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Fresh OS install on SSD but move old HDD programs on it.

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May 2, 2013 12:09:06 PM

Hi! My name is Boutchoo, and I would like to have some clearification ( if it's a word).
I'll make it simple:

1-I bought a new SSD Samsung 840 Pro (first time ssd!)

2-I would like to install a Fresh copy of my windows 7 64bit home premium on it.

3-The problem is that I have programs with my fav settings already installed on my current HDD (program file (x86) and program files).

4-Exemple: Dxtory, Sony Vegas Pro, X264, After Effect,Winrar,uTorrent (with old version without ads), Daemon Tool Lite, Cheat engine, etc.

5-So, is it possible to copy those programs on another HDD or USB, then install my OS on my new SSD, then copy/paste my programs from my HDD/USB to the Program File inside my SSD?

6-The worste thing that can happen in my life is to Format things. I never formatted any HDD/Ipods/etc. I hate that. Loosing all the settings you've been working on to be the way you like just to delete them after.

7-So yeah, that was my story! I hope someone could answer this for me :)  And sometimes, I don't remeber like a link of a program or is now no more downloadable, so this is why I would like to do copy of my favorite programs and keep them as they were!

Peace, Boutchoo :) 

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a c 750 G Storage
May 2, 2013 12:18:54 PM

5-So, is it possible to copy those programs on another HDD or USB, then install my OS on my new SSD, then copy/paste my programs from my HDD/USB to the Program File inside my SSD?

No. The best way is to just bite the bullet and reinstall everything. A lot of the settings are held in the Registry and other places (Users/Boutchoo/AppData). Since you're installing Win7 new on the SSD, they know nothing about your old program files.
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a b G Storage
May 2, 2013 12:25:28 PM

Can you new machine handle virtualization?

I would simply virtualize it using the freeware from VMware. You retain the complete working environment but I haven't tested gaming or serious 3D applications. I don't know how those would perform but as long as VMware tools are installed then you should be able to do mostly everything.

If you don't know if your machine can handle that then post your specs and I will show you instructions if it can work
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May 2, 2013 12:47:59 PM

USAFRet said:
5-So, is it possible to copy those programs on another HDD or USB, then install my OS on my new SSD, then copy/paste my programs from my HDD/USB to the Program File inside my SSD?

No. The best way is to just bite the bullet and reinstall everything. A lot of the settings are held in the Registry and other places (Users/Boutchoo/AppData). Since you're installing Win7 new on the SSD, they know nothing about your old program files.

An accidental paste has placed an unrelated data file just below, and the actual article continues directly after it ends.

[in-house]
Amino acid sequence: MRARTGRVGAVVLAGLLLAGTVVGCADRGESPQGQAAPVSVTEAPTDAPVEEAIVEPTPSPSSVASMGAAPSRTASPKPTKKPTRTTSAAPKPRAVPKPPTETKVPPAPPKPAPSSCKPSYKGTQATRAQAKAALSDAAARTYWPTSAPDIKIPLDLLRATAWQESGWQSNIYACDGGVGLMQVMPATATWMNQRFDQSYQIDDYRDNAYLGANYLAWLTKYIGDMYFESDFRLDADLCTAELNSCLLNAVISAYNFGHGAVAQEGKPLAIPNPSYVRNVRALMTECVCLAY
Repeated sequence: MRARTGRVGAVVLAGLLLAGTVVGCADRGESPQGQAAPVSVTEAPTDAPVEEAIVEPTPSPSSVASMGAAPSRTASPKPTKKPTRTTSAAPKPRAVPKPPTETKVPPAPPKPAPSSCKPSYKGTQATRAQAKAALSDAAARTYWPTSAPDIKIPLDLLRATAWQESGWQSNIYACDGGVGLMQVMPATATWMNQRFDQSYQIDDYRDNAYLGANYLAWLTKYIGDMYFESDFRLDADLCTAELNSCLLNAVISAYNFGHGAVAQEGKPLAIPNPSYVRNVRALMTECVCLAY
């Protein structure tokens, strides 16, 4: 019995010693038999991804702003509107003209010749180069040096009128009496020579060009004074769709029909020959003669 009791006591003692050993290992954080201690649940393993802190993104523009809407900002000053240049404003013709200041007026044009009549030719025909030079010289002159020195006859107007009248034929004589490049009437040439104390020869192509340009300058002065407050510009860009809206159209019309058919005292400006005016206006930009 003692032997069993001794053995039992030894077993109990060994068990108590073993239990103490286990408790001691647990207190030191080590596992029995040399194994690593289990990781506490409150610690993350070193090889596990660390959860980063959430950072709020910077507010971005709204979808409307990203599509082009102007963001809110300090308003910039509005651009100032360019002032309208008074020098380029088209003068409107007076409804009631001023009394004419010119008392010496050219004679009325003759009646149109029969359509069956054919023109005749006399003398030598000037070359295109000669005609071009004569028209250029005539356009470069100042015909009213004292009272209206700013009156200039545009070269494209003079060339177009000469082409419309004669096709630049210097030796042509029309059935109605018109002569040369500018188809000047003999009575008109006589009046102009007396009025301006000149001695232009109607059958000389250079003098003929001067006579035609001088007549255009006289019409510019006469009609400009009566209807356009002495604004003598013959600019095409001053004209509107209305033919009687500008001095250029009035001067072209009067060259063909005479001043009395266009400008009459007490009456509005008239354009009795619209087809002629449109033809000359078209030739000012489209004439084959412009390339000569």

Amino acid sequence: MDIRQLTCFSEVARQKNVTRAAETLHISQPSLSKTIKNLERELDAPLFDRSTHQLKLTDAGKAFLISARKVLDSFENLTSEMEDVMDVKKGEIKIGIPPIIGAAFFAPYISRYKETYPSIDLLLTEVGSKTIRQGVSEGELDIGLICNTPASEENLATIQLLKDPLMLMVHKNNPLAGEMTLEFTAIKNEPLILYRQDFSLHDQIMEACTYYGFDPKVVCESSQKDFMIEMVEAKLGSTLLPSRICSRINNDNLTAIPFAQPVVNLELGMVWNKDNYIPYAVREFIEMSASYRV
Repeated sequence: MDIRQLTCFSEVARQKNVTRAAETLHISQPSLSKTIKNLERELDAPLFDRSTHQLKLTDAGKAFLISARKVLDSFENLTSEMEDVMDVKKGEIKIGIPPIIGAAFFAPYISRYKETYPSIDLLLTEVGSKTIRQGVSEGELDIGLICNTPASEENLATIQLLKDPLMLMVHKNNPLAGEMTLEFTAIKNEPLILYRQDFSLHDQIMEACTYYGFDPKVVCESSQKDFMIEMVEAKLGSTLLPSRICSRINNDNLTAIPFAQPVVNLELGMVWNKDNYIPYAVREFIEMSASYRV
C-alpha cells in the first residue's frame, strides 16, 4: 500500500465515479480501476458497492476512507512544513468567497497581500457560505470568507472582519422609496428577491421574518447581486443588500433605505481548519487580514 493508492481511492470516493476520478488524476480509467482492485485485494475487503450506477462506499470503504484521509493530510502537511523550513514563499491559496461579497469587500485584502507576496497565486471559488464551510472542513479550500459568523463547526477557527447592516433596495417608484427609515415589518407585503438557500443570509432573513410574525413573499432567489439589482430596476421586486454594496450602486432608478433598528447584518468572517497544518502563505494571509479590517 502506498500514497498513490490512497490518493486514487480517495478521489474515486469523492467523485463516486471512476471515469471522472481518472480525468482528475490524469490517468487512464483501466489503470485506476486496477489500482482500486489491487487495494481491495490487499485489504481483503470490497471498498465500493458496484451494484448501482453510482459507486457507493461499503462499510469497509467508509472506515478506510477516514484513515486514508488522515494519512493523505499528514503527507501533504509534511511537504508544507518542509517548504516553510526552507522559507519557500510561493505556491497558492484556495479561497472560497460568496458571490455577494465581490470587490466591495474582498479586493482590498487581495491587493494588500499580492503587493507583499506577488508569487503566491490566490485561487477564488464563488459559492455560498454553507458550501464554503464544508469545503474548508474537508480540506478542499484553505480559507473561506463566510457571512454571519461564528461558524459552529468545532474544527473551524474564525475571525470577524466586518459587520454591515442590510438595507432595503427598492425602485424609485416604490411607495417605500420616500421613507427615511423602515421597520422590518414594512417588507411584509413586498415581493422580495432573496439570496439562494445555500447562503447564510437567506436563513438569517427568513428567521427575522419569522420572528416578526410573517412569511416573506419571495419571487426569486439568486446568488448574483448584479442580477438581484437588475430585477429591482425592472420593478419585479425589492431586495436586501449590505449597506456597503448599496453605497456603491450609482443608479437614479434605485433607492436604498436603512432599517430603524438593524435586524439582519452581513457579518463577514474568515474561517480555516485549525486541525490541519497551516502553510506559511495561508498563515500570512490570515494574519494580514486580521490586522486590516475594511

So in fact, there's no way I can do some ISO or vitrual stuff to make my SSD believe those programs was already install? It would be a big shock for me loosing my Dxtory settings +x264 all set (took my a week to tweak it perfectly) and all my Utorrent settings and Sony suff :/ 


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a b G Storage
May 2, 2013 1:00:33 PM

Yes you can virtualize. Depending if your new system can handle it.

Read my previous post and provide your system specs and I can assist setting that up. The process is easier than it sounds.
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a c 750 G Storage
May 2, 2013 1:15:39 PM

Boutchoo said:


So in fact, there's no way I can do some ISO or vitrual stuff to make my SSD believe those programs was already install? It would be a big shock for me loosing my Dxtory settings +x264 all set (took my a week to tweak it perfectly) and all my Utorrent settings and Sony suff :/ 



You can create a virtual copy of your existing drive. The OS, applications, etc, etc. Run it as a Virtual Machine.
However....Some things do not traverse the virtual->host interface well. Games, 3D, video recording. As well as losing most of the benefit of the SSD - speed.

But no...there is no way to fool the new OS installation on the SSD to think that stuff is installed where it should be.


If your hardware supports it, virtualize the existing OS and all of the stuff.
Install everything new on the SSD.
You can then refer to the VM instance to see exactly what settings you made in the past, and make those same changes on the new installation. Much easier than trying to remember all of the settings.
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